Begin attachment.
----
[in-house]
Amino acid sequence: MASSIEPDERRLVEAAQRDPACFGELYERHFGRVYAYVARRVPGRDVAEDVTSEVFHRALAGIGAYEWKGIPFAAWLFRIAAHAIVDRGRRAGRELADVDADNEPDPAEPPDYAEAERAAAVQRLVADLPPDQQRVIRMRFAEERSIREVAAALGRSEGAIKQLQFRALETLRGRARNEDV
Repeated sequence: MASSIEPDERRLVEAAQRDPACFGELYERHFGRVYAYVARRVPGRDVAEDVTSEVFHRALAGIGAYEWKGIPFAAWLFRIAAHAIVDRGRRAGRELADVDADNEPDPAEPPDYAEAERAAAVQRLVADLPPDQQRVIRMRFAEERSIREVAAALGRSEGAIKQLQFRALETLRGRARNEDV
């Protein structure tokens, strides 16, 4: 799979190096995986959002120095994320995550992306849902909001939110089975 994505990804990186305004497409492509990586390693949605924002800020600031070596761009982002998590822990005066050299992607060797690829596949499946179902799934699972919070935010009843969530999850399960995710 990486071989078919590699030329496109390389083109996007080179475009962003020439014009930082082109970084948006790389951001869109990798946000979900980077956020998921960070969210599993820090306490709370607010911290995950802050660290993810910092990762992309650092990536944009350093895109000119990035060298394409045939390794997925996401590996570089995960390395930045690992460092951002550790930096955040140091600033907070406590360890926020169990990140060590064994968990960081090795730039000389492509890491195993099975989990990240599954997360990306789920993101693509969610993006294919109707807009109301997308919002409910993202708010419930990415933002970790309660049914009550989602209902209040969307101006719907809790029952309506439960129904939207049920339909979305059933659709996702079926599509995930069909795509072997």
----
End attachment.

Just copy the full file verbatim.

[in-house]
Amino acid sequence: MASSIEPDERRLVEAAQRDPACFGELYERHFGRVYAYVARRVPGRDVAEDVTSEVFHRALAGIGAYEWKGIPFAAWLFRIAAHAIVDRGRRAGRELADVDADNEPDPAEPPDYAEAERAAAVQRLVADLPPDQQRVIRMRFAEERSIREVAAALGRSEGAIKQLQFRALETLRGRARNEDV
Repeated sequence: MASSIEPDERRLVEAAQRDPACFGELYERHFGRVYAYVARRVPGRDVAEDVTSEVFHRALAGIGAYEWKGIPFAAWLFRIAAHAIVDRGRRAGRELADVDADNEPDPAEPPDYAEAERAAAVQRLVADLPPDQQRVIRMRFAEERSIREVAAALGRSEGAIKQLQFRALETLRGRARNEDV
């Protein structure tokens, strides 16, 4: 799979190096995986959002120095994320995550992306849902909001939110089975 994505990804990186305004497409492509990586390693949605924002800020600031070596761009982002998590822990005066050299992607060797690829596949499946179902799934699972919070935010009843969530999850399960995710 990486071989078919590699030329496109390389083109996007080179475009962003020439014009930082082109970084948006790389951001869109990798946000979900980077956020998921960070969210599993820090306490709370607010911290995950802050660290993810910092990762992309650092990536944009350093895109000119990035060298394409045939390794997925996401590996570089995960390395930045690992460092951002550790930096955040140091600033907070406590360890926020169990990140060590064994968990960081090795730039000389492509890491195993099975989990990240599954997360990306789920993101693509969610993006294919109707807009109301997308919002409910993202708010419930990415933002970790309660049914009550989602209902209040969307101006719907809790029952309506439960129904939207049920339909979305059933659709996702079926599509995930069909795509072997």